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Speed Series Part I: Alex Honnold

Alex Honnold [Photo] Corey Rich

Outdoors enthusiasts love to quantify their pursuits. Kayakers measure difficulty with a I-VI class system; BASE jumpers use meters and seconds; even skiers have the D System for quantifying risk, difficulty and length. But no outdoors-person loves to quantify his or her feats more than climbers. From length and commitment to medium and style, climbers have a classification for everything. The growing popularity of speed climbing has brought to the forefront an entirely different way to quantify our sport: time.

Recently, we at Alpinist picked the brains of the speediest climbers to learn more about speed climbing and how it fits into our grade-crazy community.

This week, we open the Speed Series with an interview with Alex Honnold. Honnold climbed The Regular Northwest Face of Half Dome and The Nose in a day last summer and has made waves in the climbing world with his impressive solos.

Please tell me about your first speed climb. What about it inspired you to continue speed climbing?

I did my first big wall “in a day” and have never looked back. My first main trad partner, Josh McCoy was way into the whole “in-a-day” style, and even though we certainly weren’t climbing very fast it became the only conceivable way to climb. It’s not that we were tying to “speed climb,” we just didn’t know how to haul or do any of the labor normally associated with wall climbing.

What is climbing “about” and how does speed climbing fit into that philosophy?

I have no idea what climbing is “about,” but speed climbing is all about getting down in time for dinner. It’s just a nice way to get tons of climbing into one day. To me speed climbing just means efficiency; it’s not about climbing fast, it’s about climbing smoothly and not stopping

How does speed climbing contribute to our sport as a whole?

Well, I guess it broadens what people consider possible. Lynn Hill couldn’t have freed the Nose in a day if Long, Bridwell, and Westbay hadn’t made the whole concept possible. And learning how to speed climb walls in a place like Yosemite allows people to climb real mountains more safely and efficiently.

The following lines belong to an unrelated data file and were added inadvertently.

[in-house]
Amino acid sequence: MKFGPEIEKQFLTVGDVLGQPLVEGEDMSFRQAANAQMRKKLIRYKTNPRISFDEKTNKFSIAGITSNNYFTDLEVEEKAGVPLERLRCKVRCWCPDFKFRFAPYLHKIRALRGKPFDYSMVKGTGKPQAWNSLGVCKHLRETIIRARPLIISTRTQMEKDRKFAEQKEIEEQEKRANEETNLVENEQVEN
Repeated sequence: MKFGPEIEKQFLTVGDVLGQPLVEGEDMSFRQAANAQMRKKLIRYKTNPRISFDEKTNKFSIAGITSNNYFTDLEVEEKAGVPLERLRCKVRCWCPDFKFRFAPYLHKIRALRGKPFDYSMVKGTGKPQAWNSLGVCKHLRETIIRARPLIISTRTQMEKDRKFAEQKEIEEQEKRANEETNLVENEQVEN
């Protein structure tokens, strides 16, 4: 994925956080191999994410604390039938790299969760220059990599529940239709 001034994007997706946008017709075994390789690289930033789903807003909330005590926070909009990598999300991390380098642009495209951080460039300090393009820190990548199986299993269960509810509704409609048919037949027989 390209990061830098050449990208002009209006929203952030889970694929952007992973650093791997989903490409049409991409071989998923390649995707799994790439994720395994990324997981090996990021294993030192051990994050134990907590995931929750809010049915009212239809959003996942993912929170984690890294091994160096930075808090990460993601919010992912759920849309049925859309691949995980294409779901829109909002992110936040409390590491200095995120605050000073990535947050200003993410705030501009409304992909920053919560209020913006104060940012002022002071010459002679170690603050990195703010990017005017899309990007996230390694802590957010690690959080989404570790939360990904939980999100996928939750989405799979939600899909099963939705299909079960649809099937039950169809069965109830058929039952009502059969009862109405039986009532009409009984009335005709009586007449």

What does one need to be a successful speed climber?

I think speed climbing is mostly mental. It’s all about strategy and efficiency. You don’t really have to climb any faster than normal, you can just never stop or waste any time.

How does big-wall speed climbing differ from speed climbing in other environments?

I wouldn’t know since I don’t think I’ve ever speed climbed in any other environment. I don’t really see the point in climbing a single pitch super fast. Speed-climbing competitions seem sort of silly to me, though maybe they’re fun to do. I just don’t like feeling wildly out of control as I bounce up a wall super fast. I prefer climbing more smoothly, or trying at least.

Alex Honnold on El Capitan, Fall 2010. [Photo] Corey Rich

What kind of compromises to your safety do you make when you’re speed climbing?

Well you don’t necessarily HAVE to make and compromises to your safety to speed climb, but it seems like you always do a little bit. Simul-climbing is obviously a little bit riskier than having a normal belay. Short fixing is for sure more dangerous. Honestly, all the stuff we’re doing when we try to climb really fast is kind of dangerous. But the whole key is to not fall. It’s all super safe as long as no one falls.

Speed climbing is criticized because it attracts a lot of media attention without developing any new terrain. What are your thoughts about this?

That’s a fair criticism. I think the same thing all the time: “who cares if someone shaved a minute off some big wall?” Really, they’re still just climbing the same route in virtually the same way, but a tiny bit faster. But for whatever reason it sure is a lot of fun to do.

But I do agree that speed climbing is not nearly as exciting as free climbing new routes or other new developments. Unless someone really shatters a speed record or pioneers a brand new way to climb the route.

Alex Honnold on El Capitan, Fall 2010. [Photo] Corey Rich

Speed climbing adds an element of competition by quantifying an ascent. How do you think this quantification affects the quality of our sport, whether positively or negatively?

I don’t think it makes any difference. The sport is fully quantified already – everything is rated – speed is just another way of looking at it. Ultimately everyone is only trying to climb their best. If beating someone else’s time is motivation to push yourself harder, then fair enough. I think quantification is as good a way as any to motivate yourself.

What are your greatest speed-climbing achievements?

I think I’m most proud of the speed record on Moonlight, because I broke a team record by myself by climbing it in a different style. It feels more “new” to me than simply climbing a route a little quicker, which is what all my other speed records are.

You’ve recently broken speed records all over Yosemite. What’s on your 2011 ticklist?

Actually, I sort of swore off speed climbing after Sean and I did the Triple this summer. I feel like free climbing is more worthy, and certainly a lot harder. So I kinda want to work on climbing harder before I play around speed climbing any more. But you never know, since speed climbing is really fun, it’s always easy to get into it again.

Speed Series Part II: Sean Leary and Dean Potter“We’re always filled with the knowledge that if we fall, it’s a minimum 100-footer and probably way more. You’re going to kill your friend and probably mutilate or kill yourself.”

Speed Series Part III: Ueli Steck“I think it is nice to be able to climb a peak in several hours instead of several days. You don’t have to suffer so much.”